• Remember that rings, inflatable armbands, kick boards and inflatable toys are not safety devices and children in the water must be supervised at all times to prevent drowning.

Mandatory standards and permanent bans

Below are some examples of categories of children’s toys that are subject to safety warning label requirements, mandatory standards or permanent bans. Go to the <Product Safety website> For more information on mandatory standards and permanent bans for children’s toys.

Toys containing magnets

Toys containing small magnets can be particularly dangerous if they are swallowed. Go to the magnets in toys page for more information.

Aquatic and flotation toys

Children must always be supervised by a competent adult while using an aquatic or flotation toy. These products must have safety warning labels as well as non-return air valves and permanently attached stoppers. Go to the flotation and aquatic toys page on the Product Safety Australia website for more information.

Projectile toys

Projectile toys fall under a mandatory standard that includes toy guns, dart gun sets, bow and arrows, slingshots and other pull-back toys that shoot small objects in the air. Unsafe projectile toys containing small parts can be a choking hazard and children can suffer serious eye injuries if these toys are strong enough to shoot other objects such as nails or pencils. Go to the projectile toys page on the Product Safety Australia website for more information.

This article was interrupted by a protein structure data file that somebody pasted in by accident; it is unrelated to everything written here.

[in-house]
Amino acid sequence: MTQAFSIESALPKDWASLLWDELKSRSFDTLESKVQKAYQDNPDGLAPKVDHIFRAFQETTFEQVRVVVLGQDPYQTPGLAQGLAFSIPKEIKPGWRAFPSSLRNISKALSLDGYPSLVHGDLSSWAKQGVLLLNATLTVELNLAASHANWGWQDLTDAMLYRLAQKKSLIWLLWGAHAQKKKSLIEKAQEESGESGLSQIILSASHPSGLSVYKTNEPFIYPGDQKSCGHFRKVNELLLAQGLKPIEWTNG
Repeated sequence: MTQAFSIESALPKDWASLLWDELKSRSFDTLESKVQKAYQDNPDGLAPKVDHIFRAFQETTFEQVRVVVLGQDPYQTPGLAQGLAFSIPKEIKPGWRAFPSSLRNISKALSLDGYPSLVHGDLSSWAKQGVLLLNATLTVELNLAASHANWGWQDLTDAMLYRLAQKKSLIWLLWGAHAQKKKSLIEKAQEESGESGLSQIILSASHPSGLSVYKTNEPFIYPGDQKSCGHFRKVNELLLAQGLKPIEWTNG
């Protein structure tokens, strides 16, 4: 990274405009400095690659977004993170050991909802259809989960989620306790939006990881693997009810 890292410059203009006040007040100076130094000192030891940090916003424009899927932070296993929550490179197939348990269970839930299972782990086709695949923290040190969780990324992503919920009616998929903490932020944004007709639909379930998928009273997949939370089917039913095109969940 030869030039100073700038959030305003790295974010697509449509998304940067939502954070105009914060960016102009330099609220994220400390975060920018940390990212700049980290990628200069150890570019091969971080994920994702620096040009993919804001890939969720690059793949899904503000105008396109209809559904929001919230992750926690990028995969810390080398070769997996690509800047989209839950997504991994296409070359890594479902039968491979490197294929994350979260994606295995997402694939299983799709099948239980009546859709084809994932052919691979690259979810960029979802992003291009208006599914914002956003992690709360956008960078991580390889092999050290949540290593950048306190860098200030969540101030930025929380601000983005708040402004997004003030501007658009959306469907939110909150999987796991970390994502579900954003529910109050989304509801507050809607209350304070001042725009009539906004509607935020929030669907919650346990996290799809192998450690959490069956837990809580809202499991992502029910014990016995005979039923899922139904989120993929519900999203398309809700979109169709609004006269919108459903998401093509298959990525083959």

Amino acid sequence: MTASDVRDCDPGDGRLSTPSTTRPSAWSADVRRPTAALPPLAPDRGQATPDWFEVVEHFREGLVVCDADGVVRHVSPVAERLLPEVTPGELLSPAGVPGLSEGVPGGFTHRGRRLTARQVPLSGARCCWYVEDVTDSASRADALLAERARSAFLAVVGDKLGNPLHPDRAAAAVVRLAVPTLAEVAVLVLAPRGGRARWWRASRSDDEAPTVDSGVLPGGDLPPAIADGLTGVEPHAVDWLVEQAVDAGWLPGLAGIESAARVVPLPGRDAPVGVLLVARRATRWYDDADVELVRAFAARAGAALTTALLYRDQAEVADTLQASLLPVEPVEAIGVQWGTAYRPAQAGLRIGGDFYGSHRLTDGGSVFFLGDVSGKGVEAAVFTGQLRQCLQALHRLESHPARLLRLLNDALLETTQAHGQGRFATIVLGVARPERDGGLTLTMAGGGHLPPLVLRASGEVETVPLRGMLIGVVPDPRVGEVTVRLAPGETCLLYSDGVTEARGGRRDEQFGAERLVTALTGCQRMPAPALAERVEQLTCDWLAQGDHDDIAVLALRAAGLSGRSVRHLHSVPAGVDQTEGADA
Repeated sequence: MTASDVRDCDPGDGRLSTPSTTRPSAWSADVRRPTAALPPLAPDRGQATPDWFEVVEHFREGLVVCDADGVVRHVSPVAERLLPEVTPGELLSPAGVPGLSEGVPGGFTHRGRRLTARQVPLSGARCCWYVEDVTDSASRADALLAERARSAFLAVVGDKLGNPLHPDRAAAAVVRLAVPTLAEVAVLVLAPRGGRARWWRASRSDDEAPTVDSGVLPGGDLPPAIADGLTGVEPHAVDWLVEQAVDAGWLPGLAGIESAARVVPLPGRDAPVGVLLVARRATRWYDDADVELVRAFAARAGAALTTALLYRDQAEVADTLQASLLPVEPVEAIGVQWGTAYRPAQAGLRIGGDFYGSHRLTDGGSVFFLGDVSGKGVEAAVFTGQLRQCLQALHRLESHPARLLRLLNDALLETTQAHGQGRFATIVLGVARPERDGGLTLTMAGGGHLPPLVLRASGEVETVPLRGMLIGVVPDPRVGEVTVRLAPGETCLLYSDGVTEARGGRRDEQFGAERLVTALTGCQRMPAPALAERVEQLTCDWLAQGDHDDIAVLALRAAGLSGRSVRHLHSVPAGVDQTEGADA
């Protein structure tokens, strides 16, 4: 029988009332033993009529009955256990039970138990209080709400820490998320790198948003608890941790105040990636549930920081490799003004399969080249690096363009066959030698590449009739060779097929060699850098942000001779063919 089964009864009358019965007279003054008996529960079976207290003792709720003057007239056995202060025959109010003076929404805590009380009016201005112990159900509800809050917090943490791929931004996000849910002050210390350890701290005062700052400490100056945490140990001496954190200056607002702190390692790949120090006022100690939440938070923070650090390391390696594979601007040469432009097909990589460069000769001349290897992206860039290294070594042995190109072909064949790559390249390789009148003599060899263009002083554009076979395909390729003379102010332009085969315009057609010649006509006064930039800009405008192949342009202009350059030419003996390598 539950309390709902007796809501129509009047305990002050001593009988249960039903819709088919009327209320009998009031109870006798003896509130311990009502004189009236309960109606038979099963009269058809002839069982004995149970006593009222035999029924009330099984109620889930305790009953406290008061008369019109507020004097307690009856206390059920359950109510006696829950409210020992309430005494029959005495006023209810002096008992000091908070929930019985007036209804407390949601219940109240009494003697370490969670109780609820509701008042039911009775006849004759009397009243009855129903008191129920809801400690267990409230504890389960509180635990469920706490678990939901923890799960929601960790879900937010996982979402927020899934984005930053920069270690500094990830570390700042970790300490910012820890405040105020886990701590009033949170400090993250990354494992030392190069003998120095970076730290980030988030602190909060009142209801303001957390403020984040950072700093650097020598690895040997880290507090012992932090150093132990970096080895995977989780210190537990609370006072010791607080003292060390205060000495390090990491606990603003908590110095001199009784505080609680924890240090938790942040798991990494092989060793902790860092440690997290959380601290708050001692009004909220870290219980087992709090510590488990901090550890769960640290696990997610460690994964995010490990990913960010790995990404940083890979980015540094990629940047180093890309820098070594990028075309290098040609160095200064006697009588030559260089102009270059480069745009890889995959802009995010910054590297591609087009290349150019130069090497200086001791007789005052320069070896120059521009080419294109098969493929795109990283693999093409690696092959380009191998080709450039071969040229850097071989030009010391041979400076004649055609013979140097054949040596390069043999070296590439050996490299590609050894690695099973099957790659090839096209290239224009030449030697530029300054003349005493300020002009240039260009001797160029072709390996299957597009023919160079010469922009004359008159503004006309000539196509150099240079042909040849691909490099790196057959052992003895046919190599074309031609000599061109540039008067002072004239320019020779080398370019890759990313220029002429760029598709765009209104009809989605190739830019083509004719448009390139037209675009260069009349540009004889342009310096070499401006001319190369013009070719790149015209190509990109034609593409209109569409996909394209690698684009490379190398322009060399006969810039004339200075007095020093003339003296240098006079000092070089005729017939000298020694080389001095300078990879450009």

Water yo-yo balls

It’s illegal to sell soft synthetic gelatinous liquid and/or novelty filled balls or shapes moulded to a soft synthetic gelatinous stretchable cord which includes a small loop to put a finger through. These products are banned because the cord may pose a strangulation hazard. Go to the yo-yo water balls page on the Product Safety Australia website for more information.

Voluntary standards

Toys and other products containing coin and button batteries

Coin and button batteries are found in many household products including remote controls, kitchen scales, thermometers, book lights, and seasonal novelties (commonly sold at night time events). To avoid the risk of ingestion, avoid buying products powered by these types of batteries if you have a young child in your home. If you must buy these products, ensure the batteries are non-replaceable (sealed inside the product) or the battery compartment is either secured with a screw or requires two independent movements to open it. Look for child-resistant packaging when buying replacement batteries and properly dispose of flat batteries so young children cannot access them. If you suspect a young child has swallowed a coin or button battery, contact the Poisons Information Centre on 13 11 26 and you will be directed to the nearest hospital or emergency service that can manage the injury. Do not let the child eat or drink and do not induce vomiting.

Australian Consumer Law regulators encourage suppliers to adhere to the Industry Code for Consumer Goods that Contain Button Batteries. Go to the button batteries page on the Product Safety Australia website for more information.